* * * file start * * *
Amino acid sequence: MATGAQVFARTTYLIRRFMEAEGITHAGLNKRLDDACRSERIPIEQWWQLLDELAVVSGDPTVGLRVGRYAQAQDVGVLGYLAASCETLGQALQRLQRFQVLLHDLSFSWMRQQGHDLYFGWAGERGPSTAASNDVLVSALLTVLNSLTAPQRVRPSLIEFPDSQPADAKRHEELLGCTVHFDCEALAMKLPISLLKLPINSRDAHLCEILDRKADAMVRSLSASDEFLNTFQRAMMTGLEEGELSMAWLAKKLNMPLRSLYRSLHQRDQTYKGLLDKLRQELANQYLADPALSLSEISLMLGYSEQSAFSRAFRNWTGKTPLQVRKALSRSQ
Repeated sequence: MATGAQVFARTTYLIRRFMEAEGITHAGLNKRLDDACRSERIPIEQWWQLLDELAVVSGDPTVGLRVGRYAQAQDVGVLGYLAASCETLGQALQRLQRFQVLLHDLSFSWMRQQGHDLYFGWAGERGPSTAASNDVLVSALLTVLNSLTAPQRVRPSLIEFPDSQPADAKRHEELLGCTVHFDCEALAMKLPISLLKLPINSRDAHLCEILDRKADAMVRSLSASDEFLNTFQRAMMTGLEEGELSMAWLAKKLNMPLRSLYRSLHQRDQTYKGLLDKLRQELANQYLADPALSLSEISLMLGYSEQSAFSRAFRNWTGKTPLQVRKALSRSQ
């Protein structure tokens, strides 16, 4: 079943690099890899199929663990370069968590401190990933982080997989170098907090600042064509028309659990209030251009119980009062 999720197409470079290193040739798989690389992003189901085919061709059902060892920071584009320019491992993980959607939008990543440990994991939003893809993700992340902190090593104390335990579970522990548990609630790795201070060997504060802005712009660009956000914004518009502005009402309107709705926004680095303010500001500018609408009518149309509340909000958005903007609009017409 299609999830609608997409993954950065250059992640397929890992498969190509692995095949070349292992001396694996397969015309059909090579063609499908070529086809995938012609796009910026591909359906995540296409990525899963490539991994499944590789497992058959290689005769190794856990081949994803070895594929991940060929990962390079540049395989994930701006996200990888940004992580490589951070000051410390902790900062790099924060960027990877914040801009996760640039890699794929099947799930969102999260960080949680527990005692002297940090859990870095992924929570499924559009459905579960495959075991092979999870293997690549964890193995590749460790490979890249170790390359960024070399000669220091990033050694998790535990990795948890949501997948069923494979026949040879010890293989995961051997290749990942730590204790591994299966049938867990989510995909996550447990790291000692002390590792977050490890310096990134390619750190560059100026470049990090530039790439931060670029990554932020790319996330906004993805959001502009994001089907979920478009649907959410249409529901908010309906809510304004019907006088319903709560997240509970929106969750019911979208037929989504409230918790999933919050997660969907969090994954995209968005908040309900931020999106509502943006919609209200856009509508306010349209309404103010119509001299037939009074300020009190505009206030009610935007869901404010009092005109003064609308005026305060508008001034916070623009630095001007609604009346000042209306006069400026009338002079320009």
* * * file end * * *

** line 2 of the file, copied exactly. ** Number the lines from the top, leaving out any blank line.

Repeated sequence: MATGAQVFARTTYLIRRFMEAEGITHAGLNKRLDDACRSERIPIEQWWQLLDELAVVSGDPTVGLRVGRYAQAQDVGVLGYLAASCETLGQALQRLQRFQVLLHDLSFSWMRQQGHDLYFGWAGERGPSTAASNDVLVSALLTVLNSLTAPQRVRPSLIEFPDSQPADAKRHEELLGCTVHFDCEALAMKLPISLLKLPINSRDAHLCEILDRKADAMVRSLSASDEFLNTFQRAMMTGLEEGELSMAWLAKKLNMPLRSLYRSLHQRDQTYKGLLDKLRQELANQYLADPALSLSEISLMLGYSEQSAFSRAFRNWTGKTPLQVRKALSRSQ